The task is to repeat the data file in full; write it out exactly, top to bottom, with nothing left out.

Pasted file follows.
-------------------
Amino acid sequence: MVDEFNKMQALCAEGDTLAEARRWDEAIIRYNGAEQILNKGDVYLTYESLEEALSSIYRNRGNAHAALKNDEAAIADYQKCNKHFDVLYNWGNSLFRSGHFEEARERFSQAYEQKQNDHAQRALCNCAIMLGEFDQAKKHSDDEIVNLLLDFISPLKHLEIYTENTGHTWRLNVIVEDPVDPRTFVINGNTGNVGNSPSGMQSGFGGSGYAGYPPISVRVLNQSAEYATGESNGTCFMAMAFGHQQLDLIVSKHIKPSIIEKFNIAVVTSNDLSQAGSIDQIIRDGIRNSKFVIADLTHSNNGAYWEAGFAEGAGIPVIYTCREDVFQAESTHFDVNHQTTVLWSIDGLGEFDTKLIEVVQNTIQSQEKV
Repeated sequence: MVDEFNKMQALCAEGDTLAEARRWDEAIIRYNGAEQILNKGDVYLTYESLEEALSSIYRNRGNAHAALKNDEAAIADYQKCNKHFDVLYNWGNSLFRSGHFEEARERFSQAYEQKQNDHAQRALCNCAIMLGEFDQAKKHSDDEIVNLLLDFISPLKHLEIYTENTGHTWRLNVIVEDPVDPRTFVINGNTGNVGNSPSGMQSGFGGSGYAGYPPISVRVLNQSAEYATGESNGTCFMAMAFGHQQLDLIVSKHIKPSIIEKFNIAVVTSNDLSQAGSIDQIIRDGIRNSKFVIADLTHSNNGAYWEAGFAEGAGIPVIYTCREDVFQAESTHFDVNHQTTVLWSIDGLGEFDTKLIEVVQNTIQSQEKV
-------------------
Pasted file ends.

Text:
Amino acid sequence: MVDEFNKMQALCAEGDTLAEARRWDEAIIRYNGAEQILNKGDVYLTYESLEEALSSIYRNRGNAHAALKNDEAAIADYQKCNKHFDVLYNWGNSLFRSGHFEEARERFSQAYEQKQNDHAQRALCNCAIMLGEFDQAKKHSDDEIVNLLLDFISPLKHLEIYTENTGHTWRLNVIVEDPVDPRTFVINGNTGNVGNSPSGMQSGFGGSGYAGYPPISVRVLNQSAEYATGESNGTCFMAMAFGHQQLDLIVSKHIKPSIIEKFNIAVVTSNDLSQAGSIDQIIRDGIRNSKFVIADLTHSNNGAYWEAGFAEGAGIPVIYTCREDVFQAESTHFDVNHQTTVLWSIDGLGEFDTKLIEVVQNTIQSQEKV
Repeated sequence: MVDEFNKMQALCAEGDTLAEARRWDEAIIRYNGAEQILNKGDVYLTYESLEEALSSIYRNRGNAHAALKNDEAAIADYQKCNKHFDVLYNWGNSLFRSGHFEEARERFSQAYEQKQNDHAQRALCNCAIMLGEFDQAKKHSDDEIVNLLLDFISPLKHLEIYTENTGHTWRLNVIVEDPVDPRTFVINGNTGNVGNSPSGMQSGFGGSGYAGYPPISVRVLNQSAEYATGESNGTCFMAMAFGHQQLDLIVSKHIKPSIIEKFNIAVVTSNDLSQAGSIDQIIRDGIRNSKFVIADLTHSNNGAYWEAGFAEGAGIPVIYTCREDVFQAESTHFDVNHQTTVLWSIDGLGEFDTKLIEVVQNTIQSQEKV